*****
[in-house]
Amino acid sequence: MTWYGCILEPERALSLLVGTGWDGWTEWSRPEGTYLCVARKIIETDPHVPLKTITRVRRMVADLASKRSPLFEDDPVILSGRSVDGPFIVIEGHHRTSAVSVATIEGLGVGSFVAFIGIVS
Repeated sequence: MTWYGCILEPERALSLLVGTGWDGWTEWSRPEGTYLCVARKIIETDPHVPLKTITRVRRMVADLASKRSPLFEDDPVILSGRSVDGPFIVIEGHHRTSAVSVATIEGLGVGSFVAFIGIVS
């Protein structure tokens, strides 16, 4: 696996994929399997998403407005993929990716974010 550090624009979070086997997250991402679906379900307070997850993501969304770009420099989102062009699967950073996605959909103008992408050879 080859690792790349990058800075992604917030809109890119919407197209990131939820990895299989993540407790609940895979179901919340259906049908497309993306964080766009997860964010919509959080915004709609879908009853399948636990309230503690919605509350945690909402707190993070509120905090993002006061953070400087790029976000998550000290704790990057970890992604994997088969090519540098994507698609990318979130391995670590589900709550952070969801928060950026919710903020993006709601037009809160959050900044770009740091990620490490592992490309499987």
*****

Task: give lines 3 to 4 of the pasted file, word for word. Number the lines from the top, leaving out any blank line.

Repeated sequence: MTWYGCILEPERALSLLVGTGWDGWTEWSRPEGTYLCVARKIIETDPHVPLKTITRVRRMVADLASKRSPLFEDDPVILSGRSVDGPFIVIEGHHRTSAVSVATIEGLGVGSFVAFIGIVS
């Protein structure tokens, strides 16, 4: 696996994929399997998403407005993929990716974010 550090624009979070086997997250991402679906379900307070997850993501969304770009420099989102062009699967950073996605959909103008992408050879 080859690792790349990058800075992604917030809109890119919407197209990131939820990895299989993540407790609940895979179901919340259906049908497309993306964080766009997860964010919509959080915004709609879908009853399948636990309230503690919605509350945690909402707190993070509120905090993002006061953070400087790029976000998550000290704790990057970890992604994997088969090519540098994507698609990318979130391995670590589900709550952070969801928060950026919710903020993006709601037009809160959050900044770009740091990620490490592992490309499987």